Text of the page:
(Dead) Centrifuge Central. I took some inventory of lab machines to let a potential visitor through Samaritans Purse know what machines were available and what were in need of servicing. All 6 of these centrifuges were sitting in our lab, not functioning for some reason or another. Two more were also broken. For lack of maintenance, we have quite a few machines like these sitting around. If you have mechanical abilities and are interested in fixing hospital machines, you are most welcome! We do have local workers who help fix our chronically breaking down hospital generators, but for smaller machines like these, it has been a challenge to find capable servicing. We hope that if we get a container coming (still in the process since December 2018), there would be visitors who could help install newer donations and fix some of these guys! 

Nurses Cecilia and Joaquina preparing 8pm medicines to hand out to around 70 kids on our children's ward. February was a busy month with ongoing malaria season and staff nursing shortages. Making sure patients received the correct medicines through the correct routes and doses was a big challenge we worked together to achieve. Especially these two nurses have done tremendous work in maintaining caring and kind attitudes towards our patients throughout. . . not easy when families are trying to use their charcoal cook stoves in patient rooms and sleeping entire families on the floor as nurses try to deliver the late night medications!

Home schooling continues! Or, doing our best to instill the joy of reading and learning with our kids.  I am glad our kids love stories and that is mostly to Priscila's credit. 

Reconnecting with patients over the years in Chituto is a delight. This mother's story I posted in 2017 had suffered the losses of 3 children around their births. This is now her second child to have survived, the first born through Cesarean section. Glad to celebrate health with her and this 5 month old (who did have malaria on the day I visited. . . but got the right care!). I was quite encouraged by the opportunity to keep caring periodically for people of the Chituto area and to bring Zeke and Dr. Lena Gamble along this time.  We included prenatal ultrasounds with general medicine consults.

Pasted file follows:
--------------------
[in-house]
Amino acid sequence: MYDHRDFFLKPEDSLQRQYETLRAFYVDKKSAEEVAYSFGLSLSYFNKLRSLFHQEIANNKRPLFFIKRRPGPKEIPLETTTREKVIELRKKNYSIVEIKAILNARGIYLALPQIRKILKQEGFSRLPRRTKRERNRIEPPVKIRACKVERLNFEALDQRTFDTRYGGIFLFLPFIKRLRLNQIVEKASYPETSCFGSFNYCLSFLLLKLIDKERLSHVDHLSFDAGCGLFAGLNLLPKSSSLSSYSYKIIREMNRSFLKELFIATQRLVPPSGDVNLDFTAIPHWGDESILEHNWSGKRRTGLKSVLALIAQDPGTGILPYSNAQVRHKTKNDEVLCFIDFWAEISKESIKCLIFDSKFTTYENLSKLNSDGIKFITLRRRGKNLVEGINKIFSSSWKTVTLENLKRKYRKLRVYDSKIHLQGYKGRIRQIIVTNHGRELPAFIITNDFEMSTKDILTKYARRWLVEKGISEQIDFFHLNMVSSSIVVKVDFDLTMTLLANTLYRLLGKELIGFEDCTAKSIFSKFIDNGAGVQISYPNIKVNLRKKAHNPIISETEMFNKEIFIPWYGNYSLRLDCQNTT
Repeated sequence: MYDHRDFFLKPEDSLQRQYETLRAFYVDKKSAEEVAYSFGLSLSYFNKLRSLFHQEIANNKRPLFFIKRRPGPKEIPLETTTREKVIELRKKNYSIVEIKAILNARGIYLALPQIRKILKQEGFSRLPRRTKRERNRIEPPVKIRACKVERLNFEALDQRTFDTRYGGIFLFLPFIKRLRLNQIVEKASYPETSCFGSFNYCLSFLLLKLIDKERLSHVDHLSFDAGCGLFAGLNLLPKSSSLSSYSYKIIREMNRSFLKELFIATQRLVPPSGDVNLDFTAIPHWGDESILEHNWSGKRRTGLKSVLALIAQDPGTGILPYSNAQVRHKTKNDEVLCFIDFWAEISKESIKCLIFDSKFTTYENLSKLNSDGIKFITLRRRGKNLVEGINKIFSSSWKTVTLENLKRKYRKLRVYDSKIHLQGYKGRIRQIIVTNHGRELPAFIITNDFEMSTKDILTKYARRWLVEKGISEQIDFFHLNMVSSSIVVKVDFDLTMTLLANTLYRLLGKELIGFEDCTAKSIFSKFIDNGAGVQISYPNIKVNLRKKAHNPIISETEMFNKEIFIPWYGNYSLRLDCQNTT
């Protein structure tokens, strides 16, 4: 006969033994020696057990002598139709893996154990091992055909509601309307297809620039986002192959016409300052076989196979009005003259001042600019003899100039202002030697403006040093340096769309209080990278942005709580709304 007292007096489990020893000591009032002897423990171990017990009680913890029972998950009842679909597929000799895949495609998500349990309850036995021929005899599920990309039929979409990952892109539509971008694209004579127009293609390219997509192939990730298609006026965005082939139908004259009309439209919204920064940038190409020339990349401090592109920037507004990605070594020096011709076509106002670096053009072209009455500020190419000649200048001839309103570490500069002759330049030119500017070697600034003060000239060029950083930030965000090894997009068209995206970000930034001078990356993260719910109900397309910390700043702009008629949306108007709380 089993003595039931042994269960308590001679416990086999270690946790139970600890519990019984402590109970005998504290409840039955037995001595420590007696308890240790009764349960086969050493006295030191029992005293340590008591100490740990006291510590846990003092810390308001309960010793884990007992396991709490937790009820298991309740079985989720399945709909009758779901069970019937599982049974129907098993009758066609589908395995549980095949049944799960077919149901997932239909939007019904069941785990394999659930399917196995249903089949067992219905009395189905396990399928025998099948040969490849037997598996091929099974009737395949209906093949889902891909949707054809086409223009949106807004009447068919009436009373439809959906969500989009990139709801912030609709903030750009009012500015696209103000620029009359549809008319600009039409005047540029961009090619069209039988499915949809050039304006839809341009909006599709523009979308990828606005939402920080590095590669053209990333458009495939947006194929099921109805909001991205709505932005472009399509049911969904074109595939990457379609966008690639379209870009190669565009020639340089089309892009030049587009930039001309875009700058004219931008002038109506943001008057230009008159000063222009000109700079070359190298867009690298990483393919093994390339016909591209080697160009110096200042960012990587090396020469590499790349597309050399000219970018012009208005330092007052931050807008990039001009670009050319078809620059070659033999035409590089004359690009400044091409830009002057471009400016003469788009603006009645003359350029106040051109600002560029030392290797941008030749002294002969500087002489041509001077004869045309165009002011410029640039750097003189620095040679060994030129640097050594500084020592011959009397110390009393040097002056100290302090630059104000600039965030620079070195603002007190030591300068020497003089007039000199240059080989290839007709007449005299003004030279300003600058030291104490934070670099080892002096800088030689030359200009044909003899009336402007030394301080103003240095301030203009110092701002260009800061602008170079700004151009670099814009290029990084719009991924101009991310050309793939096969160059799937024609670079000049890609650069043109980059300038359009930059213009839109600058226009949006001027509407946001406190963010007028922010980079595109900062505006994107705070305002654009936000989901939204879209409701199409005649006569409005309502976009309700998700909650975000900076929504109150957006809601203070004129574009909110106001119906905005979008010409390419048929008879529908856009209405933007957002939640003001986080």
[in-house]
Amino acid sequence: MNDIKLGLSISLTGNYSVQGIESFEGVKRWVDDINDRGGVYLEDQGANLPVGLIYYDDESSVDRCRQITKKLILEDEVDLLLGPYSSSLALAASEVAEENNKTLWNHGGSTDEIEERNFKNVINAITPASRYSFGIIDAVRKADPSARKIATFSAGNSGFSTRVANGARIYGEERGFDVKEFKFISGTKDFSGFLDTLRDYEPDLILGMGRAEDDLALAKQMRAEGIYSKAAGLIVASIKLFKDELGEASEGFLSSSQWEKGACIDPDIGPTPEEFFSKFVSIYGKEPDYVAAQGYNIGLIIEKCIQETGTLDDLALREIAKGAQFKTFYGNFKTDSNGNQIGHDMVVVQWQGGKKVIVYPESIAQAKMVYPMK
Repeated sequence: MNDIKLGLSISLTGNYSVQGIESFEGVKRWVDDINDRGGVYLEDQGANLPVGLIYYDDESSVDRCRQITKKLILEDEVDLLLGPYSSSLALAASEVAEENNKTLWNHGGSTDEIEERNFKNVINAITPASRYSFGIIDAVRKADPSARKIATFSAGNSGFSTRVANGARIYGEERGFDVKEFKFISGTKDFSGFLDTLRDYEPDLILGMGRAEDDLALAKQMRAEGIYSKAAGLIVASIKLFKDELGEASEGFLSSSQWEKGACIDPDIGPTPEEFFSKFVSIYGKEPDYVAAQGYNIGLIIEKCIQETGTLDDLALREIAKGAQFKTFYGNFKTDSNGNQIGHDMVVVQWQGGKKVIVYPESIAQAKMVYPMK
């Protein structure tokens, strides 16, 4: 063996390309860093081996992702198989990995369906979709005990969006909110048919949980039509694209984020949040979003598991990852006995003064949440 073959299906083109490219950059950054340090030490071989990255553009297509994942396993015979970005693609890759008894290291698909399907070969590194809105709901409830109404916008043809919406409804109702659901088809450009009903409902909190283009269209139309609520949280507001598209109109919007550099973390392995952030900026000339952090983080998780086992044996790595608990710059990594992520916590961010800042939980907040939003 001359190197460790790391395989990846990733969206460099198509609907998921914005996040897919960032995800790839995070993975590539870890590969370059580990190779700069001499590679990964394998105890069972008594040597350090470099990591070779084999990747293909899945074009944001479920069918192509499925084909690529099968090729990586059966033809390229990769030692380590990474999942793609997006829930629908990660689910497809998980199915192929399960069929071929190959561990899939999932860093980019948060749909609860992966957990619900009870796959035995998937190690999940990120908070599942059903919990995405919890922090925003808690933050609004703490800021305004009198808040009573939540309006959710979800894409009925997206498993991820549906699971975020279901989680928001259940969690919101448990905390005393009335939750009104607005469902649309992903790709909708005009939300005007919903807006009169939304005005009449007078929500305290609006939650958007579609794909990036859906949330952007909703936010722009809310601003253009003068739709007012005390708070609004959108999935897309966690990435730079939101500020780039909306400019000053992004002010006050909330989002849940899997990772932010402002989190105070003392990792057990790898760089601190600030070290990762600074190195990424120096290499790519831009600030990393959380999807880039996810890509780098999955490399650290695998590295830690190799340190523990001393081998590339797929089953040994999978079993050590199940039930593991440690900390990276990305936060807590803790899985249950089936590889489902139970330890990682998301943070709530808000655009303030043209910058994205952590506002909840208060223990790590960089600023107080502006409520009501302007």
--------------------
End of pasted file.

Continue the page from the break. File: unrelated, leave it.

Our Children's ward has seen this every morning for the past 2 weeks: overflow admissions from the night before on mattresses in the hallways with even 3 siblings to a bed. There have been quite a few challenges to be encouraging and help the nurses not miss the sick kids hiding literally between the sheets. Keep praying! There were promised mosquito nets that perhaps got diverted to other places and we've run out of IV fluids. 
Naomi helping Zeke up to take a look at the nurse housing renovations. The project is nearing completion and we are almost there with the support. Thank you so much! It has been exciting to see our nurse colleagues are eager to move in! If interested in giving, please visit the website here.

Saturday, February 29, 2020

Assorted images

Naomi and the Cayanje construction: both look beautiful!  

Home-made dog-drawn carts :) 

Rainy season obstacles.

Pediatrics ward painting event! Art therapy. 

Broken bone Award

We were in the OR when someone said the kids were outside waiting.... Eliel gave the executive summary that Zeke had fallen off the roof while swinging on a nearby tree branch (en route to show Naomi how she should get off the roof), fallen on his arm (which was now crooked) and was lying in bed. Daniel checked him out (I said I would probably just start crying), brought him to the OR where our wonderful friends Annelise, Jamba and the surgical team kindly set his bones, plastered him up and gave him a fresh start. First broken bones of the Ribeiro-Cummings family: this was an Award Zeke was very proud of.  PS we do NOT, as a rule, climb roofs

Saturday, January 04, 2020